Forum: Ruby Converting a string to a class

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Anthony DeRobertis (Guest)
on 2006-02-23 00:03
(Received via mailing list)
Take the following snippet:

module SomeModule
  class SomeClass
    SomeConstant = 3.1415
  end
end

   var = "SomeModule::SomeClass"
   print(var::SomeConstant)

This raises TypeError. So far, the only way I've found to do this (and
let me warn you, I'm quite new to Ruby so I may just be missing
something right in front of me) is like this:

  var = "SomeModule::SomeClass"
  eval "var = " + var
  print(var::SomeConstant)

which does indeed work, but I figure there has got to be a better way
than using eval.
Gregory B. (Guest)
on 2006-02-23 00:23
(Received via mailing list)
On 2/22/06, Anthony DeRobertis <removed_email_address@domain.invalid> wrote:
> Take the following snippet:

why do string conversion?

You can pass constants around in ruby just fine.

D:\Documents and Settings\Administrator>irb
irb(main):001:0> a = String
=> String
irb(main):002:0> a.new
=> ""
irb(main):003:0>

also, to get at a constant within a class, you just do
SomeClass::SomeConstant

D:\Documents and Settings\Administrator>irb
irb(main):001:0> class A
irb(main):002:1> B = "hi"
irb(main):003:1> end
=> "hi"
irb(main):004:0> A::B
=> "hi"
James G. (Guest)
on 2006-02-23 01:21
(Received via mailing list)
On Feb 22, 2006, at 4:03 PM, Anthony DeRobertis wrote:

>
> This raises TypeError. So far, the only way I've found to do this (and
> let me warn you, I'm quite new to Ruby so I may just be missing
> something right in front of me) is like this:
>
>   var = "SomeModule::SomeClass"
>   eval "var = " + var
>   print(var::SomeConstant)
>
> which does indeed work, but I figure there has got to be a better way
> than using eval.

The usual idiom for this is const_get().  It's a little tricky in
this case, because of the nesting though:

 >> module SomeModule
 >>   class SomeClass
 >>     SomeConstant = 3.1415
 >>   end
 >> end
=> 3.1415
 >> var = "SomeModule::SomeClass"
=> "SomeModule::SomeClass"
 >> consts = var.split("::")
=> ["SomeModule", "SomeClass"]
 >> cls = consts.inject(Object) { |last, cur| last.const_get(cur) }
=> SomeModule::SomeClass
 >> puts cls::SomeConstant
3.1415
=> nil

Hope this gives you some fresh ideas.

James Edward G. II
Anthony DeRobertis (Guest)
on 2006-02-23 17:11
(Received via mailing list)
Gregory B. wrote:

> On 2/22/06, Anthony DeRobertis <removed_email_address@domain.invalid> wrote:
>> Take the following snippet:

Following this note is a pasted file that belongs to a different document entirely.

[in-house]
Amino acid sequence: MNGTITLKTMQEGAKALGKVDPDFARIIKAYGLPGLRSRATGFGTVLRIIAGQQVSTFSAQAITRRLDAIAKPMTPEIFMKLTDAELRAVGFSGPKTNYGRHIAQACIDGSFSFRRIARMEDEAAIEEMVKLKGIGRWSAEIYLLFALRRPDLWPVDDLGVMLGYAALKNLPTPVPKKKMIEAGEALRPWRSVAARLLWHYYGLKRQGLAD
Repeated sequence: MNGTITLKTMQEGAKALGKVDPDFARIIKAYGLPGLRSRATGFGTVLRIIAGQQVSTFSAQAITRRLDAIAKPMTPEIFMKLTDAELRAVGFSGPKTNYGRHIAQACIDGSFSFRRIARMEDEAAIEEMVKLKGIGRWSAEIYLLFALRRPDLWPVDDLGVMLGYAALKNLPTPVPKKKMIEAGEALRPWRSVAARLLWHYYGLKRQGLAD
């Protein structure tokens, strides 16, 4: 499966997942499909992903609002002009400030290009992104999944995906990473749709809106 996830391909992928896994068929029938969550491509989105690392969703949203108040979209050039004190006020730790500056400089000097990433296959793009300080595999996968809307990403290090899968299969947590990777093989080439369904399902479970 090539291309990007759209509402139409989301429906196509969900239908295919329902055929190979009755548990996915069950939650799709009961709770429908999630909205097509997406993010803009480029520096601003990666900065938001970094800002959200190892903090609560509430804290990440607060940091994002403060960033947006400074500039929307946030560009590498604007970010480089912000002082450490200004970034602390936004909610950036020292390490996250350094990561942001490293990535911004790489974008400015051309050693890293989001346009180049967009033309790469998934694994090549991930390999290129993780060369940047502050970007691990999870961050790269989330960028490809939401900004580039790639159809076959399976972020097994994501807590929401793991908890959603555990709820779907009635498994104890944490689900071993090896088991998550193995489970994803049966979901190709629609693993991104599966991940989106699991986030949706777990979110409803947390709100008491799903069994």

>
> why do string conversion?
>
> You can pass constants around in ruby just fine.

I'm scanning a directory for plugins and loading them. When I load a
file called, for example, some_plugin.rb, I assume it creates a class
Whatever::Plugins::SomePlugin, which I naturally only have as a
string...
Anthony DeRobertis (Guest)
on 2006-02-23 17:11
(Received via mailing list)
James Edward G. II wrote:

>  >> cls = consts.inject(Object) { |last, cur| last.const_get(cur) }
> => SomeModule::SomeClass

Thanks! That'll work great, especially since the SomeModule:: part is
constant, so I can just do SomeModule.const_get(name).

Thank you very much.
Michael T. (Guest)
on 2006-02-23 17:38
(Received via mailing list)
Just learning, but what's wrong with eval?  I do something like the
following in order to convert from a string to an object of the type
specified by the string:

a = "MyClass"
my_class = eval(a)
my_class.to_s

Michael
James G. (Guest)
on 2006-02-23 17:44
(Received via mailing list)
On Feb 23, 2006, at 9:37 AM, Michael T. wrote:

> Just learning, but what's wrong with eval?  I do something like the
> following in order to convert from a string to an object of the type
> specified by the string:
>
> a = "MyClass"
> my_class = eval(a)
> my_class.to_s

eval() is a very powerful tool that we probably shouldn't use unless
we absolutely need too.  What if the String contains typos or
malicious code?  Also, it should be slower to compile and run some
code that to just do a constant lookup.  Probably better to use the
tools intended for the operation is all.

James Edward G. II
James G. (Guest)
on 2006-02-23 17:59
(Received via mailing list)
On Feb 23, 2006, at 9:07 AM, Anthony DeRobertis wrote:

> file called, for example, some_plugin.rb, I assume it creates a class
> Whatever::Plugins::SomePlugin, which I naturally only have as a
> string...

You can do this without using the name assumptions in Ruby, if you
give them a class to inherit from.  Classes get notified when they
are subclassed:

 >> class Plugin
 >>   def self.inherited( plugin_class )
 >>     (@@plugins ||= Array.new) << plugin_class
 >>   end
 >>   def self.loaded
 >>     @@plugins || Array.new
 >>   end
 >> end
=> nil
 >> class FirstPlugin < Plugin; end
=> nil
 >> class SecondPlugin < Plugin; end
=> nil
 >> Plugin.loaded
=> [FirstPlugin, SecondPlugin]

Hope that gives you some fresh ideas.

James Edward G. II
unknown (Guest)
on 2006-02-23 18:15
(Received via mailing list)
On Fri, 24 Feb 2006, James Edward G. II wrote:

>>
>>>     (@@plugins ||= Array.new) << plugin_class
>>> Plugin.loaded
> => [FirstPlugin, SecondPlugin]
>
> Hope that gives you some fresh ideas.

i've abstracted this pattern as the 'dynaload' library here

   http://rubyforge.org/frs/?group_id=1024&release_id=3786

regards.

-a
Michael T. (Guest)
on 2006-02-23 18:15
(Received via mailing list)
Thanks for the info.  I'll have to keep that in mind.

Michael
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